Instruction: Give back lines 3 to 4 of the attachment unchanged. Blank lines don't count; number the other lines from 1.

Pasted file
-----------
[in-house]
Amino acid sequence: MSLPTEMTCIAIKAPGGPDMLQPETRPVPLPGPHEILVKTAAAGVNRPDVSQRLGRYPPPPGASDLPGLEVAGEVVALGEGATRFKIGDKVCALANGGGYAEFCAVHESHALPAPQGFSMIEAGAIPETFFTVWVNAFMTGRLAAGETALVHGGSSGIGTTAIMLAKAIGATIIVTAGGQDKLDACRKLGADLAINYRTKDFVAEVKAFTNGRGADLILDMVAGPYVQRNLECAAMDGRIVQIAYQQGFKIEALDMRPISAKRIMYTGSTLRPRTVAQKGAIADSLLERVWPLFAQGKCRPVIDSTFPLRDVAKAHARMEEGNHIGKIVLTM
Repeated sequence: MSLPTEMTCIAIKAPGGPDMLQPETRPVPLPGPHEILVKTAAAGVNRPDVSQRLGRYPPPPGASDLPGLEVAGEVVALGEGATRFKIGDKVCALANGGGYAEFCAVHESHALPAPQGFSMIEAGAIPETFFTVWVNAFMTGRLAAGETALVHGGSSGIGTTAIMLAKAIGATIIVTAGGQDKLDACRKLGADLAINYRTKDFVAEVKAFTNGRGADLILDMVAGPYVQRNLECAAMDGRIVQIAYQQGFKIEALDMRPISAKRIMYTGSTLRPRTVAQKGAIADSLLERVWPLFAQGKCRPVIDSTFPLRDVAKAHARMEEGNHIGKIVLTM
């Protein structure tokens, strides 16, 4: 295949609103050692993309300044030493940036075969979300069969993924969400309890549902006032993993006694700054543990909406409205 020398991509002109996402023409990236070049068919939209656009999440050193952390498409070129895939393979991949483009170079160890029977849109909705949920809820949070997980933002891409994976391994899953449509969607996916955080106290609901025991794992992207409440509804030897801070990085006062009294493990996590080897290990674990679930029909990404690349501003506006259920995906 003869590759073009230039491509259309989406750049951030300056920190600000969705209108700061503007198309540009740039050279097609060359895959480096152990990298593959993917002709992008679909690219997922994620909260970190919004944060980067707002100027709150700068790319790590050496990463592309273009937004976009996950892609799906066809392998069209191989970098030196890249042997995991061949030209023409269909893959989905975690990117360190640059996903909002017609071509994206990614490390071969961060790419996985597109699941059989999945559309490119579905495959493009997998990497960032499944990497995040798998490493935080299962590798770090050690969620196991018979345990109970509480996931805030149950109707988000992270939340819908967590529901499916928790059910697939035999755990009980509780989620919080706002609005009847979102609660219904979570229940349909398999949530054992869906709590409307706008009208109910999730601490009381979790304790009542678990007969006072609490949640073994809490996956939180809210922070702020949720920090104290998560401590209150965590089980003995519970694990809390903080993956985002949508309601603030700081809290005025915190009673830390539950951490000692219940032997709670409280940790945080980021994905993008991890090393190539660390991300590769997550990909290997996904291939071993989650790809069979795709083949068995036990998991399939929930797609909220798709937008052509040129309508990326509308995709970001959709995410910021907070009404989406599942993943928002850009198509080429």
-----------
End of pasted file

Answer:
Repeated sequence: MSLPTEMTCIAIKAPGGPDMLQPETRPVPLPGPHEILVKTAAAGVNRPDVSQRLGRYPPPPGASDLPGLEVAGEVVALGEGATRFKIGDKVCALANGGGYAEFCAVHESHALPAPQGFSMIEAGAIPETFFTVWVNAFMTGRLAAGETALVHGGSSGIGTTAIMLAKAIGATIIVTAGGQDKLDACRKLGADLAINYRTKDFVAEVKAFTNGRGADLILDMVAGPYVQRNLECAAMDGRIVQIAYQQGFKIEALDMRPISAKRIMYTGSTLRPRTVAQKGAIADSLLERVWPLFAQGKCRPVIDSTFPLRDVAKAHARMEEGNHIGKIVLTM
């Protein structure tokens, strides 16, 4: 295949609103050692993309300044030493940036075969979300069969993924969400309890549902006032993993006694700054543990909406409205 020398991509002109996402023409990236070049068919939209656009999440050193952390498409070129895939393979991949483009170079160890029977849109909705949920809820949070997980933002891409994976391994899953449509969607996916955080106290609901025991794992992207409440509804030897801070990085006062009294493990996590080897290990674990679930029909990404690349501003506006259920995906 003869590759073009230039491509259309989406750049951030300056920190600000969705209108700061503007198309540009740039050279097609060359895959480096152990990298593959993917002709992008679909690219997922994620909260970190919004944060980067707002100027709150700068790319790590050496990463592309273009937004976009996950892609799906066809392998069209191989970098030196890249042997995991061949030209023409269909893959989905975690990117360190640059996903909002017609071509994206990614490390071969961060790419996985597109699941059989999945559309490119579905495959493009997998990497960032499944990497995040798998490493935080299962590798770090050690969620196991018979345990109970509480996931805030149950109707988000992270939340819908967590529901499916928790059910697939035999755990009980509780989620919080706002609005009847979102609660219904979570229940349909398999949530054992869906709590409307706008009208109910999730601490009381979790304790009542678990007969006072609490949640073994809490996956939180809210922070702020949720920090104290998560401590209150965590089980003995519970694990809390903080993956985002949508309601603030700081809290005025915190009673830390539950951490000692219940032997709670409280940790945080980021994905993008991890090393190539660390991300590769997550990909290997996904291939071993989650790809069979795709083949068995036990998991399939929930797609909220798709937008052509040129309508990326509308995709970001959709995410910021907070009404989406599942993943928002850009198509080429």